CHRIS BONNOR. Britain’s private schools in the firing line

Sep 27, 2019

It seems that there is more to UK politics than Brexit: Britain’s Labour conference has passed a motion to effectively abolish private schools and redistribute their students and even their properties to the state sector. Are there implications of such proposals for Australia and what would a similar move cost in this country?

The rhetoric around this is well-known – while enrolling just seven per cent of British students, these schools dominate (stifle?) political, corporate and social life. While being somewhat busy with other things Boris Johnson has costed the proposal at just under $A13 billion each year.

Labour’s proposal in Britain is quite radical. After all, their private schools are almost fully private. Apart from tax breaks and access to teacher training and superannuation, they receive no public funding. That isn’t unusual in the OECD world; most equivalent countries don’t fund private schools. Australia’s funded public/private system is the odd one out in this league. At one level we can’t abolish private schools because we don’t have any – in financial terms all our schools are ‘public’.

But the issues surrounding public/private school differences still resonate here. We have a complex but substantial class system of schools, easily identifiable by the measures of school socio-educational advantage on the My School website. In Australia, just as in the UK, the exclusion created by the charging of fees by some schools, alongside rules about inclusion in others, inevitably creates such a divide. The big difference in Australia is that governments in this country are substantial funders of the private system; governments are active agents in creating the mess we are in.

Boris Johnson’s immediate reference to the cost of abolishing private schools will strike a chord with those in Australia who believe that even subsidising private schools represents a saving to the public purse. In dollar terms the frequent claim is that this amounts to an annual saving of around $7 billion. A few years ago the late Bernie Shepherd and I challenged this assumption, reducing any saving to maybe a billion dollars. But the funding has continued to rise and the ‘saving’ has continued to fall and may not exist at all. Watch this space.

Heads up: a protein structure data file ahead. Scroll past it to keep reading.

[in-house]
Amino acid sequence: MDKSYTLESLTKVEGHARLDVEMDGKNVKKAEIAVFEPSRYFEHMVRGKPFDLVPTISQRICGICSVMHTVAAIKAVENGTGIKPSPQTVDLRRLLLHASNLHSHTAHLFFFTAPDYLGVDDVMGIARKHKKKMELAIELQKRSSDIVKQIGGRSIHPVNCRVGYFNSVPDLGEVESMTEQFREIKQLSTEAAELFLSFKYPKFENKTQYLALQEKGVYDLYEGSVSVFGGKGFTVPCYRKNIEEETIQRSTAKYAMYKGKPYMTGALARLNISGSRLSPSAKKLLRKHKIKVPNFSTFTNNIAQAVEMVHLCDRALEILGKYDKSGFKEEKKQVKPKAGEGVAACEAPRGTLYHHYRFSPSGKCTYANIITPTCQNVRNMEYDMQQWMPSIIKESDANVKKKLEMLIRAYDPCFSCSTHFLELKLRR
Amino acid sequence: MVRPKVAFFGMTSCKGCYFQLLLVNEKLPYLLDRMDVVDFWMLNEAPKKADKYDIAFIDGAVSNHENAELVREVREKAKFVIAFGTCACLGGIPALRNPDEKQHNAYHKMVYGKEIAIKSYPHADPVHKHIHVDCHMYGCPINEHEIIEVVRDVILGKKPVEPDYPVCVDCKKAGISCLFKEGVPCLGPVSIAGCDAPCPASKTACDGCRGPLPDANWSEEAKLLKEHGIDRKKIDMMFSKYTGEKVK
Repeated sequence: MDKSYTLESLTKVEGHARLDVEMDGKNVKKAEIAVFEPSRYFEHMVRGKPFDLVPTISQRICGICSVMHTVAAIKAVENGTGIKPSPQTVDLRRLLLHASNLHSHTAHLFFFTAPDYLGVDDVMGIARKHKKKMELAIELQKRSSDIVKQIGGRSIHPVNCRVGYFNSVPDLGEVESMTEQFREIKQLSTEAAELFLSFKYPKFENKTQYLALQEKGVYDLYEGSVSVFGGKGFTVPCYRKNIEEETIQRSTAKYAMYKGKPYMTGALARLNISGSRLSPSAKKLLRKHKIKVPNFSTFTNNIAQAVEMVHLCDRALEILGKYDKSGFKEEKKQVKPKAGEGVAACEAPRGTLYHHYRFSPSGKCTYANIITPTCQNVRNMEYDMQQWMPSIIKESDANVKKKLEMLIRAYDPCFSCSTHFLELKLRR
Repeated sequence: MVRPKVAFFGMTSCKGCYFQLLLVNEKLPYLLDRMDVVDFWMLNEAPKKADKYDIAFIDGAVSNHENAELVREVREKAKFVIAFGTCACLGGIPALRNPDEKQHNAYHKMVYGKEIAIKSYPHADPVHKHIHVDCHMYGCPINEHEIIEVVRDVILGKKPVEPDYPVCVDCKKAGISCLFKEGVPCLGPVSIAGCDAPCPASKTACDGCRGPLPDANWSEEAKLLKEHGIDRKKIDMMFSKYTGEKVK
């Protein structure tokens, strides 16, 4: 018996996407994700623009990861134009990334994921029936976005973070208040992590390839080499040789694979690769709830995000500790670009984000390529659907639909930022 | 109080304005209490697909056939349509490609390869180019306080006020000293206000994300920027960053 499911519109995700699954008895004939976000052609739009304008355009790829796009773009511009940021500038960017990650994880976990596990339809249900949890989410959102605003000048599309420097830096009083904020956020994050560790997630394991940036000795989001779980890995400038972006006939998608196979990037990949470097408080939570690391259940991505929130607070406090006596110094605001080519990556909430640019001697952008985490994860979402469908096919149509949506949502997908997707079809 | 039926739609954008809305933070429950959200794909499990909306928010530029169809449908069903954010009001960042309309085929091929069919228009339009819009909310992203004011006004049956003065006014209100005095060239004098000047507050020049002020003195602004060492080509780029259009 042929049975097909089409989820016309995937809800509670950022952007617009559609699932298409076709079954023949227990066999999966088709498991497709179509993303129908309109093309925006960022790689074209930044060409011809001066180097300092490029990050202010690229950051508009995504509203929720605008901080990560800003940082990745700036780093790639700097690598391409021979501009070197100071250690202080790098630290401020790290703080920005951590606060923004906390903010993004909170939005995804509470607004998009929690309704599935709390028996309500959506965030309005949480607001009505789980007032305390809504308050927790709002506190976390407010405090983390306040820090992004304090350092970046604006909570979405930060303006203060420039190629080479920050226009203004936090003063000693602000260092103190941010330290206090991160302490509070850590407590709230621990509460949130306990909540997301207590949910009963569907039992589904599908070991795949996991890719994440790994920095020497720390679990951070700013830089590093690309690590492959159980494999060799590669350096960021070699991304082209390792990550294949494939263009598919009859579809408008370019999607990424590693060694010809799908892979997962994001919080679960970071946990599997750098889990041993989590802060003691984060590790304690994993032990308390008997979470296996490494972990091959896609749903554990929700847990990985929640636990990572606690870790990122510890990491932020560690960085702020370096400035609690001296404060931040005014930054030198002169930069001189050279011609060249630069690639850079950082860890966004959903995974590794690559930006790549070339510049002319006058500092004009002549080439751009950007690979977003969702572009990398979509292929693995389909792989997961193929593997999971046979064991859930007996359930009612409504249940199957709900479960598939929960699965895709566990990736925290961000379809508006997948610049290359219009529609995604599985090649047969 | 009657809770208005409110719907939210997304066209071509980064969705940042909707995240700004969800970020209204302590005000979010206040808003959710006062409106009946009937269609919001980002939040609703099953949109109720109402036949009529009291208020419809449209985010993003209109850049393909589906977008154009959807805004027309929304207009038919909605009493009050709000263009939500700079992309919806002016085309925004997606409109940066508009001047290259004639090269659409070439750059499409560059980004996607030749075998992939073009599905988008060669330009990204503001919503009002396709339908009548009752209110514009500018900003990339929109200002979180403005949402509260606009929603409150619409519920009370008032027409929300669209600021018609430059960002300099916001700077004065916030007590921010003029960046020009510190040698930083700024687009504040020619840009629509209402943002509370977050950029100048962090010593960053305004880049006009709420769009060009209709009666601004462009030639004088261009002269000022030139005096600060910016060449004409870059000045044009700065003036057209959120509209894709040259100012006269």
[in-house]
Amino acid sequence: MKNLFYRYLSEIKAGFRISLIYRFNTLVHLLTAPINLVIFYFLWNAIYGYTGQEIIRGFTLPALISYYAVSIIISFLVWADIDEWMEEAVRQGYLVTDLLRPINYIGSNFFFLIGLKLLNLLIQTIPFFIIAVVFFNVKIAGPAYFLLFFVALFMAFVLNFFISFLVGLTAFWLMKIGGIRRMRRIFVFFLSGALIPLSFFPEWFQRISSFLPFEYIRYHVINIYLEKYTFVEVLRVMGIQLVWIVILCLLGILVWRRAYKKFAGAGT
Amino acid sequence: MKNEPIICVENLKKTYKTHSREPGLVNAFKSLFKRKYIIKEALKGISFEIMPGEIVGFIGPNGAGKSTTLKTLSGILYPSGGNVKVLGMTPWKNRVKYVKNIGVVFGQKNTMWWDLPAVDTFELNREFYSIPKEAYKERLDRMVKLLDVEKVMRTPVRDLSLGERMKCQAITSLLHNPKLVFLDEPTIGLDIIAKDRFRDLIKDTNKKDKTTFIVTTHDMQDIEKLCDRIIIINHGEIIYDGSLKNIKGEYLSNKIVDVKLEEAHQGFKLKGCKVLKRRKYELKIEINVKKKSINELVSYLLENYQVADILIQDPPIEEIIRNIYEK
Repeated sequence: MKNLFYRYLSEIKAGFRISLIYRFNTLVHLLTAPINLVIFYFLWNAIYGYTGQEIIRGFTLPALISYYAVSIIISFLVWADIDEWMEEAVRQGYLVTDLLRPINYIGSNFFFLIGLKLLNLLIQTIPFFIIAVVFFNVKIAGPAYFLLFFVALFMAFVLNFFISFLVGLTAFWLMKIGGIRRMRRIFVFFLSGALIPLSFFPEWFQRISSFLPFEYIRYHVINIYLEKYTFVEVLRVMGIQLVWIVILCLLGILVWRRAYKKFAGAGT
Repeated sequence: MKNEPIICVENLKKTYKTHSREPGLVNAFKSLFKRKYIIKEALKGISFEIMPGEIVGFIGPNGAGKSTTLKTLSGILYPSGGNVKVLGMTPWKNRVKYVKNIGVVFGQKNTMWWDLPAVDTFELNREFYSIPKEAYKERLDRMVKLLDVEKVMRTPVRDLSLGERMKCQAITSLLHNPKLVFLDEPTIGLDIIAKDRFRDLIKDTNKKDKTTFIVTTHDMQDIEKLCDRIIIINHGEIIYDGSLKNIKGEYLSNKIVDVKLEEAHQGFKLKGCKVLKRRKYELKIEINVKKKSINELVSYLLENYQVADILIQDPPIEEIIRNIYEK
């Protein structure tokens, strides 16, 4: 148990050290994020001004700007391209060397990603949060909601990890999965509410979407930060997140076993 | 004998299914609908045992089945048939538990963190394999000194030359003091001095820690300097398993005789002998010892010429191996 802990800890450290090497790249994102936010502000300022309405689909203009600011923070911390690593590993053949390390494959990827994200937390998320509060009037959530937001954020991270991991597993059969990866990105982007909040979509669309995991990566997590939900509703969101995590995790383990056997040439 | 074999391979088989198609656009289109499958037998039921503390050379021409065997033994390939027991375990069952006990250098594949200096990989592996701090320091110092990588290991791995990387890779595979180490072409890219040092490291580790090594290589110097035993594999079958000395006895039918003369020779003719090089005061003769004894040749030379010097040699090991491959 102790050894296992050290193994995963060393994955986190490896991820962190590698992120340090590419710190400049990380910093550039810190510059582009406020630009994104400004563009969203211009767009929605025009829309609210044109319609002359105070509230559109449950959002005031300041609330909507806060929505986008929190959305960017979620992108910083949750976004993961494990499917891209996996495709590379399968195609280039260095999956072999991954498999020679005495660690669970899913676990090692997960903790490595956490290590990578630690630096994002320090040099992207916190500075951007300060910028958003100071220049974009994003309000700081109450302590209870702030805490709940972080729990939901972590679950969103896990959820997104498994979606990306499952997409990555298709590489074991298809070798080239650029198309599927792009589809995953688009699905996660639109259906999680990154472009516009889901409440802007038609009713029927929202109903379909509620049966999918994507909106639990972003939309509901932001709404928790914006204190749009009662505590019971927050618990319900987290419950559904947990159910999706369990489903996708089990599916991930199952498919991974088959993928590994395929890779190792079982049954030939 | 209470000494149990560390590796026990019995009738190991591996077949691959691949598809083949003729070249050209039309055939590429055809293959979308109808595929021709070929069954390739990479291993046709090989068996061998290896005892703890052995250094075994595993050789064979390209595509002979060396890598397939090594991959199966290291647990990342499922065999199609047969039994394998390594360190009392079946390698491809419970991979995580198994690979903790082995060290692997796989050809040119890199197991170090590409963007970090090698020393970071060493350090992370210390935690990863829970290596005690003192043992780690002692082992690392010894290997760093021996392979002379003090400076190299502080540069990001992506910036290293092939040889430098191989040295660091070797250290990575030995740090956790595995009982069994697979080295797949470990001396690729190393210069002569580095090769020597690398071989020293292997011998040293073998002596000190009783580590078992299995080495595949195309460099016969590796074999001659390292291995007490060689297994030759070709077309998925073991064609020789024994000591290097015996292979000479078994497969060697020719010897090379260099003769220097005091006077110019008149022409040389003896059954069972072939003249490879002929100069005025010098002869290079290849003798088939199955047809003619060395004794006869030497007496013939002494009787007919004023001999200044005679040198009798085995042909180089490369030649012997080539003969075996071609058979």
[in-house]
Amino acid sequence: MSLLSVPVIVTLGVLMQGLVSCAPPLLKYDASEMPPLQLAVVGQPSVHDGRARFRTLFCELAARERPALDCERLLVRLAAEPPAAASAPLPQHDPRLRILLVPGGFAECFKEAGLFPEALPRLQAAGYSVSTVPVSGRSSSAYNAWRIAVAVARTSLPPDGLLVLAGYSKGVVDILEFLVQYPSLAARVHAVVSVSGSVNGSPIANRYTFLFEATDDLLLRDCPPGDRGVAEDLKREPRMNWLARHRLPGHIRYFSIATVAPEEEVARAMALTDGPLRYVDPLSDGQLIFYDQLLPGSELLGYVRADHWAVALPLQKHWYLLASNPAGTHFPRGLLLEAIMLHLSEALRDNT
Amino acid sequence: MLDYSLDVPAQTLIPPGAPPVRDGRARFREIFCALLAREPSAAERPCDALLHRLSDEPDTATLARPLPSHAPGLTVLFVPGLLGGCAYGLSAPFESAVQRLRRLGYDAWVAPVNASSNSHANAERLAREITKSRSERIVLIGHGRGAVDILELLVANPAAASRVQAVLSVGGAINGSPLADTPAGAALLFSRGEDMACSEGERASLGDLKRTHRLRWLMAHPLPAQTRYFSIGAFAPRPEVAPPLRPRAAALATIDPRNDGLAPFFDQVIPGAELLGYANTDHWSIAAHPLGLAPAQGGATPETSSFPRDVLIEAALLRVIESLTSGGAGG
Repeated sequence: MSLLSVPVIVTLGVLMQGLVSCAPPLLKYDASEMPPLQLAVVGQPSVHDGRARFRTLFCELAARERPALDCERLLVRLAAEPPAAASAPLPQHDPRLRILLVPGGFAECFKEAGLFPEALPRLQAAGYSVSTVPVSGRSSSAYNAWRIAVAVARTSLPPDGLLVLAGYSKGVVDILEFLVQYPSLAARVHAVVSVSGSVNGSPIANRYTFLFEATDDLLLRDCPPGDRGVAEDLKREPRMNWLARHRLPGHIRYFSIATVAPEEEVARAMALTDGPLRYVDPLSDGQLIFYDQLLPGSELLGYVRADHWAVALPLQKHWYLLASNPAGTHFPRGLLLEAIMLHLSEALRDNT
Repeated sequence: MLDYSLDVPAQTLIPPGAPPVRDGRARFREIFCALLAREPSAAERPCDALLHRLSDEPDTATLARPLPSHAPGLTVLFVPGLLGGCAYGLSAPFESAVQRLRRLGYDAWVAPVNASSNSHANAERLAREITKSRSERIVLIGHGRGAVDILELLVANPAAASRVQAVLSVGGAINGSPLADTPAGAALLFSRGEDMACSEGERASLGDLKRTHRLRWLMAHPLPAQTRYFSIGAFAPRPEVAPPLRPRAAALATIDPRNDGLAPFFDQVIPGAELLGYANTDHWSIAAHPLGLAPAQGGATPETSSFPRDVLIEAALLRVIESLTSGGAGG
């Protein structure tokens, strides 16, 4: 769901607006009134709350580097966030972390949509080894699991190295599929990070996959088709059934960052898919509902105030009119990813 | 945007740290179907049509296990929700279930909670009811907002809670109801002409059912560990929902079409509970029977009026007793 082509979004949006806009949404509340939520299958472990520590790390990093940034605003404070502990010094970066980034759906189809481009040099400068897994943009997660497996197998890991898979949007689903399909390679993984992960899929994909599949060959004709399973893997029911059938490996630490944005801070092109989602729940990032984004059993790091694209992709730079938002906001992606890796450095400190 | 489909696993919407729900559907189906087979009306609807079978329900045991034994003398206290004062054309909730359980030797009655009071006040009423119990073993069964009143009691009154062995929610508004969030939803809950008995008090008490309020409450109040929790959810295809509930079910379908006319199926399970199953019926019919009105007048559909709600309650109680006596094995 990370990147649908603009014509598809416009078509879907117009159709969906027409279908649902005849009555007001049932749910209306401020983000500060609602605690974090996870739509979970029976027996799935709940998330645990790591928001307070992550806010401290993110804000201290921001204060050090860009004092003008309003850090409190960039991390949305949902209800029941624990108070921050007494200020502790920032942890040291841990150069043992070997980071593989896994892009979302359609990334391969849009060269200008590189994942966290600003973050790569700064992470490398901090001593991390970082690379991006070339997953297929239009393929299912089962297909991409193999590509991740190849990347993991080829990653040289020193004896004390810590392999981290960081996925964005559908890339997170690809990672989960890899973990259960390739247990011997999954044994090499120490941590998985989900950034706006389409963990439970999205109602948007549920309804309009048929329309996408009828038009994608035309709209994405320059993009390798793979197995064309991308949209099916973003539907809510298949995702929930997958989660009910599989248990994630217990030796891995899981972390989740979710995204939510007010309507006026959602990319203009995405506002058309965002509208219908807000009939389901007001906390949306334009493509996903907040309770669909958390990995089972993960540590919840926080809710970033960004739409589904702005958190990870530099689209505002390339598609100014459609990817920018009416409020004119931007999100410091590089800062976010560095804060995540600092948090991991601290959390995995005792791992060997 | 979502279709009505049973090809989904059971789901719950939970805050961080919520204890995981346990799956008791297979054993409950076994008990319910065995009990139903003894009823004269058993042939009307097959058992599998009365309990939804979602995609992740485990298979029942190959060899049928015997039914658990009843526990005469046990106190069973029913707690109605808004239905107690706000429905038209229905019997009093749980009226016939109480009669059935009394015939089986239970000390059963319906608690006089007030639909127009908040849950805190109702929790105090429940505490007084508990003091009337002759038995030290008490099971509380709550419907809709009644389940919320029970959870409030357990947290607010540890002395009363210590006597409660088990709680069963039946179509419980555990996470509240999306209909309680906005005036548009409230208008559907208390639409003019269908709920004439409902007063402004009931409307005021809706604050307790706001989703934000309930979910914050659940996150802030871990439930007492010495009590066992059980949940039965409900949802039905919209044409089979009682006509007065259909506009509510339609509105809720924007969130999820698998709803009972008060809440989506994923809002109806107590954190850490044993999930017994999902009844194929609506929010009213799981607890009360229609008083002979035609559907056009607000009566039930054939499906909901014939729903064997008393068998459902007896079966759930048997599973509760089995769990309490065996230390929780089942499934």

Any serious debate about school funding – and abolishing private schools if that a desirable thing to do – has to put all the rhetoric aside and take a closer look. Where does the claimed annual cost of $A7million to shift all private school kids into government schools in Australia come from?

The most simplistic figures assume that the existing private income for non-government school students would somehow need to be matched by governments. This assumption may contribute to the numbers conjured up by the UK prime minister. Why would governments spend more in this way? We’ve long known that students with similar levels of socio-educational advantage (or more broadly, SES) tend to achieve at similar levels, regardless of school sector. Why should some ‘similar’ students come with a much bigger price tag than others? Why would any UK government need to match the high private spend on students freshly enrolled from the hallowed halls of Harrow or the playing fields of Eton?

The different average spend on students in the three main sectors in Australia creates another source of misleading claims about costs. The average per-student costs in each sector are often compared to show that government schools are somehow costly and inefficient – ignoring the fact that they overwhelmingly enrol the higher cost students, including in higher cost locations.

This means that the notional cost of transferring students from the private to public sector has to be calculated for groups of schools enrolling students with similar backgrounds and costs. But even some local comparisons are revealing. A previous calculation for Goulburn in NSW shows that it would cost governments less in recurrent funding if all the Catholic school students attended local government schools. One significant calculation for all of Australia shows that the marginal cost of having new students in private schools since 1973 has been greater than it would have been if they had enrolled in government schools

Finally, the difference between the status of private schools in Britain and Australia fuels a fascinating scenario for our country. While some Brits might contemplate abolishing their rather ‘elite’ private schools, many Australians would be perfectly happy if equivalent schools in this country just became fully private, ceasing to draw on the public purse at all. To achieve a better framework of schools in Australia we don’t have to embark on ideological campaigns – we just have to design something that makes sense.

Chris Bonnor is a fellow of the Centre for Policy Development

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